Blockchains allow seamless and transparent distribution of tokens and these tokens can represent pretty much anything. It can be something of a financial value, identity, or right to vote that can be tokenized on the blockchain.
Recall that to update the state of a blockchain, users send signed transactions, and based on the validity of these transactions the updates are applied to the blockchain. When an update requires multiple users to approve it, we use multi-signature transactions and wallets.
Now let’s combine these two concepts and imagine an organization’s entire governance based on a blockchain, where users have the right to vote by sending transactions. We can design an organization by programming the decision-making logic in the smart contracts. This logic can then be used to govern the finances, strategy, and other important aspects of an organization in a fully transparent and decentralized manner.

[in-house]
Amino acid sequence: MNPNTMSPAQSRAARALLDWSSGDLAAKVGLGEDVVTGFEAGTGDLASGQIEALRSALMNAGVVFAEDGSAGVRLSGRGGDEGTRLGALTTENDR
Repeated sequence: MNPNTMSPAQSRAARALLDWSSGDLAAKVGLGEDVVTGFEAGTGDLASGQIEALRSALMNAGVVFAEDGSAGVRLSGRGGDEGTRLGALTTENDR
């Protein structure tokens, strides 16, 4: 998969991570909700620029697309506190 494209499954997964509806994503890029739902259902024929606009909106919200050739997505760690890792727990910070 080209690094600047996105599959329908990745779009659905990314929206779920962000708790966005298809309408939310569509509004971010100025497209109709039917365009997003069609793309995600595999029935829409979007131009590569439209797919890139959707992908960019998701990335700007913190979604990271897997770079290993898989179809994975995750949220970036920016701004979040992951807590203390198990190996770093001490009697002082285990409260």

Users can have voting rights based on the tokens they own. The voting can be done using any of the popular approaches — a majority, supermajority, delegation, etc. The decisions made using this process can be applied automatically by distributing funds in specific account, or approving strategy and in many other ways.
These organizations that could function autonomously based on the business logic or governance rules programmed in blockchains are called Decentralized Autonomous Organizations (DAOs).
It is also worth pointing out that while the governance process of DAOs is more inclusive and transparent, it is still a challenge to apply the decisions made by a DAO in the outside world in a legal and enforceable manner.